District councils agree to negotiate unitary plans for Somerset in shock u-turn

TALKS over the future of local government in Somerset are set to begin after the county’s district councils performed a shock u-turn over their opposition to plans for a ‘unitary’ system.

Just two weeks ago, Somerset County Council passed a business plan which would have seen all five councils in the county abolished.

They are the county council itself, as well as Somerset West and Taunton, Sedgemoor, Mendip and South Somerset district councils.

Under the plan, branded OneSomerset, they would be replaced by one single, unitary, authority.

The plan was strongly opposed by all four district councils.

But now, in a shock move, the district’s have announced they would take part in work towards creating a new, unitary system, but one that would see two new authorities for the county.

One would be created by merging Sedgemoor and Somerset West and Taunton, the other by merging Mendip and South Somerset.

The news was delivered to council members in a series of briefings across Somerset.

Immediately after the briefings, Somerset County Council leader, David Fothergill, welcomed the decision.

“It is frustrating it has taken them this long to agree with our position but at least they have dropped their opposition to unitary authorities,” he said.

“I am available to meet as soon as tomorrow if it helps to move us along to get the best solution for Somerset.

“I have argued long and loud that unitary status will remove duplication, create more local opportunities for residents and businesses and deliver savings that could be invested in frontlines services and priorities like climate change.

“Let’s not get left behind and let’s get it right for Somerset.”

One key sticking point in the talks however, could be how the majority of local government spending – on adult care and children’s social care – would be dealt with across the county.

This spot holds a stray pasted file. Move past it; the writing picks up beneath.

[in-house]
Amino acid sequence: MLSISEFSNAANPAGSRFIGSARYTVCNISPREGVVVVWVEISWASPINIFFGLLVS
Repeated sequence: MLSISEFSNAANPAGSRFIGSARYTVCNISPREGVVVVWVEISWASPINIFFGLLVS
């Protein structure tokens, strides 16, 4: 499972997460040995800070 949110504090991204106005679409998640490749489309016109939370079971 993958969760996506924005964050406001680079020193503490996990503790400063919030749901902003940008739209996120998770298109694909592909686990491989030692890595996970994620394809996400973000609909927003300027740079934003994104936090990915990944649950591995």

Cllr Fothergill has long endorsed a unitary system for Somerset, claiming it could bring about huge savings.

However, the district’s fiercely opposed the plans, claiming projected savings were uncertain.

And in a tweet after the u-turn was revealed, the Somerset Liberal Democrats said it still opposed the move to a unitary system.

“Don’t be fooled by the headlines,” the tweet said.

“The situation is, we continue to opppose and find ourself with One Somerset, or we make our own case.

“We have to do this because the Government has said there will be a unitary, no ifs, no buts.

“Most of us don’t like it at all but this is reality.”

And leader of pressure group Somerset Independents, Andrew Pope, said: “We always expected a u-turn by the Liberal Democrats on the district councils.

“They never fully backed our call for a Referendum on how Somerset residents are governed.

“Only a minority of Lib Dem councillors said they supported it – but they did nothing to make it happen.

“Like all Westminster parties, the Lib Dems can’t be trusted. After all, they wanted a unitary authority in 2007 when they were in charge of Somerset County Council – it was party political then, as it is now for the Tories.

“It’s just another case of Lib Dem or Tory, same old story. Residents didn’t want this in 2007 and they don’t want it now.”

South Somerset District Council said: “The districts’ position has been consistent throughout.

“A single unitary is not the right choice for Somerset and we will continue work on a more ambitious plan for Somerset which will be a credible and positive alternative to the county proposals.”

But Cllr Fothergill added: “I have been asking for two years, why have five chief executives, HR teams, IT contracts and so on when you could have just one?

“It is easy to understand and frankly a no-brainer.

“The districts are now saying why have five when you could have two – it is a difficult option for the public to understand, but let’s meet and discuss the best option for Somerset.

“It is hard to see why people in Wells, Shepton Mallet and Frome would want to be run from offices in Yeovil and why people in Bridgwater would want to be taken over by Somerset West and Taunton Council but we need to talk it all through.”

Somerset County Gazette | News